Back in the days of the BlackBerry Curve, they basically did something close enough to that. Unfortunately, once BlackBerry 10 came around, they totally forgot the importance of having a cheap-low-end even if its not profitable. You basically need those junk devices to build your platform's userbase to the level that people care about it enough to support your better devices.

Microsoft understood this back when they were more seriously pushing the various Windows Phone incarnations. Unfortunately, they failed to provide a compelling platform for anyone who wanted something more than "the cheap thing the phone store was offering for scraps." This kept things going for a while, and did result in a larger (if still unimpressive) userbase than BlackBerry 10 managed, but wasn't enough long-term.

Comment Re:They're screwed (Score 1) 119

Um... side projects aren't "jobs to qualify experience" when talking to HR.

For the right kind of company, they can certainly help. Especially if its a small company and/or startup that looks at you as an individual, not just as a name in a stack of resumes. But for the normal way you go through "the process" earlier in your career? I wish someone would have noticed.

Comment Re:They're screwed (Score 1) 119

And what sucks is that if you're not doing that on the job, taking classes or learning on your own means nothing. You have to have on the job experience to get a job.

This is something that really pissed me off early in my career. It didn't matter how much I learned/tinkered/grew on my own. My knowledge and ability was basically irrelevant unless I could qualify it by related job experience. This was even more frustrating at the time, because I had a stable job I didn't want to leave, but which wasn't giving me that "qualified" experience necessary to get the job I actually wanted.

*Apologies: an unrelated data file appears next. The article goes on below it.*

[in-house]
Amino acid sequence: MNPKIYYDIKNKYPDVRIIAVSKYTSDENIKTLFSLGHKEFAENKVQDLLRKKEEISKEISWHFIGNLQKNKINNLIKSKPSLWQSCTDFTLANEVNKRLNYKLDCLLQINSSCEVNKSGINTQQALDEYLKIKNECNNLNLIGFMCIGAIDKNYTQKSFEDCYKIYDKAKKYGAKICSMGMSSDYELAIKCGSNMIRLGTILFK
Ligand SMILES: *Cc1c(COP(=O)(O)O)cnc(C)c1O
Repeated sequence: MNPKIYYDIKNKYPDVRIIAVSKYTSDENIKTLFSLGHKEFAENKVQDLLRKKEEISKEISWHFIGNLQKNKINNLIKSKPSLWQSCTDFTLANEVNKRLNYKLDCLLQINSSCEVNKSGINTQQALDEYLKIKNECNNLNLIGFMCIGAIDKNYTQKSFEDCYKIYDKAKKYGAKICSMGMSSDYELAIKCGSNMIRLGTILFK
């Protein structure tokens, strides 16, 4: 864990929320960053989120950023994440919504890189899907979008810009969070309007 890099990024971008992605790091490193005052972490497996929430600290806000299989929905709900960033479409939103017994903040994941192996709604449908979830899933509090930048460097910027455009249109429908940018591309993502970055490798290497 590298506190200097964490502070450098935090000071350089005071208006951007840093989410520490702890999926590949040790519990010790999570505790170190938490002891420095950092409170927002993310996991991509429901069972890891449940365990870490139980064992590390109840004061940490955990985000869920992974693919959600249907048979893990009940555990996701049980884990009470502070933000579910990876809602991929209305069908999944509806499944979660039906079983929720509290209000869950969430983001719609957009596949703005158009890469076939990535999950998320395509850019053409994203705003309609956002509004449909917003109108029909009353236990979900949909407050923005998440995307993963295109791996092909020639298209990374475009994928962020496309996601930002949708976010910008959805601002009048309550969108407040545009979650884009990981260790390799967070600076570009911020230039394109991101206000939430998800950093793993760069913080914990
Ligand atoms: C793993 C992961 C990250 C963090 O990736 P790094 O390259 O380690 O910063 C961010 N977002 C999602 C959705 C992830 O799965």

Comment Re:Can VR really "fail"? (Score 2) 88

Honestly, I don't see how VR could fail. It's a incredible feature for a lot of game (Try Elite Dangerous with a X52 joystick and I dare you to tell me otherwise).

Yes, its an incredible feature for Elite Dangerous with a good HOTAS setup. In fact, I don't really like playing that game without VR now that I've experienced it with VR.

The problem is that most other VR-enabled games feel like glorified tech demos, that I wouldn't really bother playing seriously if I weren't looking for something to use VR for.

I just hope that Valve/HTC and Facebook/Oculus are willing to bankroll VR for long enough for the rest of the content to catch up.

Comment Re:Timeout (Score 1) 325

The Cisco-made "Wireless Business Gateway" one. And I'm referring to the device's web admin interface, which you likely rarely touch (but do use on occasion). I don't use my unit's WiFi either, but it still wants to broadcast a couple SSIDs "for the heck of it". (I manually disabled the internal SSIDs it sets up, and I had Comcast turn off the public'ish "xfinitywifi" SSID they knew about, but it still wants to broadcast "XFINITY" and "SSID-2.4", neither of which they acknowledge the existence of.)

Comment Re:Timeout (Score 1) 325

And its interesting to see how different browsers handle this.

I have a cable modem with a web admin interface that's *extremely* slow to respond to any requests. It works fine via Firefox, if I'm very patient. Its totally unusable via Chrome.
(Its Comcast's high-end "wireless business gateway" device, and something I'm basically stuck with if I want my current service package)

Comment Re: The old adage (Score 1) 112

My first car, a Ford, seemed to get 3 recall notices every month. Basically, every wiring harness in the entire car was eventually going to get a recall notice. After a few years, I stopped getting those.

My second car, a Toyota, never got any recall notices. I don't know if its because they didn't issue any, or if they simply never made it to my mailing address (and were handled by the service center invisibly).

I've now had a Tesla for almost two years. The only recall notice I ever got was clearly a fleet-wide CYA, and not something about a real problem. In general, it seems like Tesla is so afraid of the potential appearance of certain issues, that they do issue fleet-wide recall notices for things other manufacturers wouldn't even pay attention to. (Basically, something bad was noticed on one car, and to avoid even the potential for risk, they decided to check all cars for that issue.) Of course, I also don't have "Rev A" of the car, so most teething issues were likely solved long before mine was built.